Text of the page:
Format

Send to

Choose Destination
See comment in PubMed Commons below
Arch Phys Med Rehabil. 2009 May;90(5):786-92. doi: 10.1016/j.apmr.2008.11.007.

Self-report of missteps in older adults: a valid proxy of fall risk?

Author information

1
Movement Disorders Unit, Tel-Aviv Sourasky Medical Center, Tel-Aviv, Israel.

Abstract

OBJECTIVE:

To evaluate the relationship between missteps and falls and to identify factors associated with missteps, potentially to generate a broader picture of fall risk.

DESIGN:

Prospective, observational cohort.

SETTING:

General community.

PARTICIPANTS:

A sample of healthy, community-living older adults (N=266; age, 70-90y) who were cognitively intact and walked independently.

INTERVENTIONS:

Not applicable.

MAIN OUTCOME MEASURES:

Baseline testing of gait, motor function, cognitive function, affect, and balance confidence was followed by a 12-month period in which subjects completed a daily log documenting the number of falls and missteps (defined as a trip, slip, or other loss of balance in which recovery occurred to prevent a fall).

RESULTS:

Mean +/- SD participant age was 76.4+/-4.3 years. Of all the participants, 20.7% reported at least 1 misstep, and 25.6% of the participants reported at least 1 fall during the 12 months. Among subjects who had multiple falls, missteps were more common than falls by a ratio of 3:1 (P<.001). Subjects who reported multiple missteps were more likely to fall prospectively (relative risk=3.89). Missteps were associated with higher scores on the Geriatric Depression Scale (P=.009) and increased anxiety (P=.014), but were not associated with other known risk factors for falls, including gait and cognitive function.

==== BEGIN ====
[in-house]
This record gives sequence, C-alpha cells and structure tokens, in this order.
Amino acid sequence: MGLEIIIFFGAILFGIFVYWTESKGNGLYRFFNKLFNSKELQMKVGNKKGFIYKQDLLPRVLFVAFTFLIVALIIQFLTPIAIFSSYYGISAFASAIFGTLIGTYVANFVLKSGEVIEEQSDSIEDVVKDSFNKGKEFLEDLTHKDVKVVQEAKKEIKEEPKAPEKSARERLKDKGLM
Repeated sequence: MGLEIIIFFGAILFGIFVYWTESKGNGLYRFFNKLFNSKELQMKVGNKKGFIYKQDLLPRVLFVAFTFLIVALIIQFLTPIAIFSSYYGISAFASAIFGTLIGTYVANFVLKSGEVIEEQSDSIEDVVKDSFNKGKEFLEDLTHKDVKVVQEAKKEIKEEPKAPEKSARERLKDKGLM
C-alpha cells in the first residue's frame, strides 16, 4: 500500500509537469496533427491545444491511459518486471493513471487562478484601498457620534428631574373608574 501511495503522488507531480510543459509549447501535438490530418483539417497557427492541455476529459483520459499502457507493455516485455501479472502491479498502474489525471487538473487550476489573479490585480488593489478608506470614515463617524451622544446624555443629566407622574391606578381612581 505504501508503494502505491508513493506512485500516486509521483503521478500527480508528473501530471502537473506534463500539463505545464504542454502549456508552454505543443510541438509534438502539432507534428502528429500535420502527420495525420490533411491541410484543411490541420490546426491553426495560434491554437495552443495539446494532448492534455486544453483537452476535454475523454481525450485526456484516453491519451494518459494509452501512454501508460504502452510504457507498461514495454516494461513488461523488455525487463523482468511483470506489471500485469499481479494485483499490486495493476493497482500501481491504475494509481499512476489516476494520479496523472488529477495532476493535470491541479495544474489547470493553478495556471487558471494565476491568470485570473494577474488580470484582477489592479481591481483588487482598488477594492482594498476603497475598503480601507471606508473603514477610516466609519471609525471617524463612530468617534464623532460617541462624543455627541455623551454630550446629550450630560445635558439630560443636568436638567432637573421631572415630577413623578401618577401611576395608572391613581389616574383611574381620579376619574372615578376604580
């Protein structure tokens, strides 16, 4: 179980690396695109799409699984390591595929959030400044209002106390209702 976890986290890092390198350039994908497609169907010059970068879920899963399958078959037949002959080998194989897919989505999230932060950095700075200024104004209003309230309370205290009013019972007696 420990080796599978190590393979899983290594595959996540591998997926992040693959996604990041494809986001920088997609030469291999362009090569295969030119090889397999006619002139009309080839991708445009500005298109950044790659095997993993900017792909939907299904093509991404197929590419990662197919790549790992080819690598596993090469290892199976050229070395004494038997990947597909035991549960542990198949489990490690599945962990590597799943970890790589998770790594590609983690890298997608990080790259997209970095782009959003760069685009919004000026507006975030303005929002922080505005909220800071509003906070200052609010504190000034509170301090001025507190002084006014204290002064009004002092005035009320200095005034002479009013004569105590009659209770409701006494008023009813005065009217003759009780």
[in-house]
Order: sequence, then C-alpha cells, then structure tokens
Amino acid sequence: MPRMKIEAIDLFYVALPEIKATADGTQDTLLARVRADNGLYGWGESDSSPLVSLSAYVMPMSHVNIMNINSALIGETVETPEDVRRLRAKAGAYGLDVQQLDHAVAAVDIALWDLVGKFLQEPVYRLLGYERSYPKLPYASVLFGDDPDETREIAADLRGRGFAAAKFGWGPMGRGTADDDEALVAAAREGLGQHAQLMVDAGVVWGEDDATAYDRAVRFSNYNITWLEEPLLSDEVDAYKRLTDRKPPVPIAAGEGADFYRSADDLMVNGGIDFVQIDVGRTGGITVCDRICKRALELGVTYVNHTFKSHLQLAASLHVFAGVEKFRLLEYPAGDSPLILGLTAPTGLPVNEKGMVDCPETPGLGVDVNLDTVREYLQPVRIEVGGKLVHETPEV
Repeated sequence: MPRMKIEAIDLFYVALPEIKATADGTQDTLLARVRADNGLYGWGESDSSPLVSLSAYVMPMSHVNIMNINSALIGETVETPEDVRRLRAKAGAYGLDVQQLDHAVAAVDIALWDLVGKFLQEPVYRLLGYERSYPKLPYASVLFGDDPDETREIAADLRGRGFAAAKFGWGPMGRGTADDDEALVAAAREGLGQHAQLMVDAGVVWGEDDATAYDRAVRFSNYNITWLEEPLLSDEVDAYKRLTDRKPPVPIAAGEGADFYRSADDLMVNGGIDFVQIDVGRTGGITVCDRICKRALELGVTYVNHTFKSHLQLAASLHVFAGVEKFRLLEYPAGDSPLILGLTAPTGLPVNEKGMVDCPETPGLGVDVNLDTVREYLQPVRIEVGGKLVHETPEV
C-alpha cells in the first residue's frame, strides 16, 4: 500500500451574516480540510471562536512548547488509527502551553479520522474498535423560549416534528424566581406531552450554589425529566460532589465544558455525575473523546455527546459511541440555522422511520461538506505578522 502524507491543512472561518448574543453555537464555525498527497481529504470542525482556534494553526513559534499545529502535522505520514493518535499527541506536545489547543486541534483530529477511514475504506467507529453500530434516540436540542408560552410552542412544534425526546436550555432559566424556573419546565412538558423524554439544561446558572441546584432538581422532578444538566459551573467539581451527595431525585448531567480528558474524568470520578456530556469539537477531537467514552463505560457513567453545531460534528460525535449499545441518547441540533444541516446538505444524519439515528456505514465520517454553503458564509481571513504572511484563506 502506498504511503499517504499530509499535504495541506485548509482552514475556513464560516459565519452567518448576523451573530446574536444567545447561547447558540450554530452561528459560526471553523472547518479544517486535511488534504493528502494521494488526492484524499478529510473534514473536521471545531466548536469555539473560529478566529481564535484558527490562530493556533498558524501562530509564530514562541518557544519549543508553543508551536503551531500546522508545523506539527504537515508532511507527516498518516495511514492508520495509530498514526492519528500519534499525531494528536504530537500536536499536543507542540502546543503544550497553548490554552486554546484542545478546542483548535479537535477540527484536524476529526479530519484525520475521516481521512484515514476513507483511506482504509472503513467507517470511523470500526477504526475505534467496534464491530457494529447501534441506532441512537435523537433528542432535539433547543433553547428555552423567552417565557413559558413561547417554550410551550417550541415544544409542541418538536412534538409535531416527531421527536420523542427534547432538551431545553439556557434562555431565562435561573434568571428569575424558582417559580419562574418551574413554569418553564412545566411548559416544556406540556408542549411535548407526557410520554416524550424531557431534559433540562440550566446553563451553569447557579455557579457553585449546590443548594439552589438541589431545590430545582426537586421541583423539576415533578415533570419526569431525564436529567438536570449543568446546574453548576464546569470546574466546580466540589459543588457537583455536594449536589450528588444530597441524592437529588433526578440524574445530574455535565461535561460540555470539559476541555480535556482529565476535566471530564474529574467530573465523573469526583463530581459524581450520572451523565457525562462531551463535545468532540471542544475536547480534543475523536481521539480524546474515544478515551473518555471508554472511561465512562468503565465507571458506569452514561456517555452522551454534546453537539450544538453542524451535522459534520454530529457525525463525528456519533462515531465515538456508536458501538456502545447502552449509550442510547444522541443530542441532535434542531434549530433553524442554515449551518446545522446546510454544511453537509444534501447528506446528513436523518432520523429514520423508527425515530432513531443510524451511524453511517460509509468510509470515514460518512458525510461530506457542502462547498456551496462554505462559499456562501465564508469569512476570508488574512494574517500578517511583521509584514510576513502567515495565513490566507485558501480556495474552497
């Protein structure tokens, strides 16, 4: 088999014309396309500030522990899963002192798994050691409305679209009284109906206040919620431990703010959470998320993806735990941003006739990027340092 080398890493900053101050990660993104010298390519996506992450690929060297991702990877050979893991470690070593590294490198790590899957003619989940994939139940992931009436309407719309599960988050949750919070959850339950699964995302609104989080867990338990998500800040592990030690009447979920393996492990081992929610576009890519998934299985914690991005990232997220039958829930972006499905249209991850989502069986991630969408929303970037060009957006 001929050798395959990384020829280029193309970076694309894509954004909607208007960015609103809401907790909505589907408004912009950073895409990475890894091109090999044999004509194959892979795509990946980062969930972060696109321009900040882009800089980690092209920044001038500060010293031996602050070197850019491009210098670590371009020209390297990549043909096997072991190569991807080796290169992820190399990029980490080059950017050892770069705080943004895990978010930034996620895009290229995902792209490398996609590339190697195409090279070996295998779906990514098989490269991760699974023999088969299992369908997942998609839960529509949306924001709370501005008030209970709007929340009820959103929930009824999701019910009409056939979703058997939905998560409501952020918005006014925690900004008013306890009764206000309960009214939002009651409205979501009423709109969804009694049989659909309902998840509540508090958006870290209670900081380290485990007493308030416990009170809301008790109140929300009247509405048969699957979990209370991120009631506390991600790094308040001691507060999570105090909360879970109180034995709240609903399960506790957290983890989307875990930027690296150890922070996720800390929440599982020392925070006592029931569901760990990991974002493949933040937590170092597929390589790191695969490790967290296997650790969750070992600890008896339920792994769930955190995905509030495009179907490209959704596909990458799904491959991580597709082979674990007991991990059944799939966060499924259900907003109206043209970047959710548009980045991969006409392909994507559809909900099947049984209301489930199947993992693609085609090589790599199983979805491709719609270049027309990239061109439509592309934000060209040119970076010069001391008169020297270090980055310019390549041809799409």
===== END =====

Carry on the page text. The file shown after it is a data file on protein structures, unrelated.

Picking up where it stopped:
CONCLUSIONS:

The self-report of missteps may be a valuable tool in the research of falls and fall risk and may provide a way to identify patients at risk for falls before they fall.

PMID:
19406298
PMCID:
PMC3180816
DOI:
10.1016/j.apmr.2008.11.007
[Indexed for MEDLINE]
Free PMC Article
PubMed Commons home

PubMed Commons

0 comments
How to join PubMed Commons

    Supplemental Content

    Full text links

    Icon for Elsevier Science Icon for PubMed Central
    Loading ...
    Support Center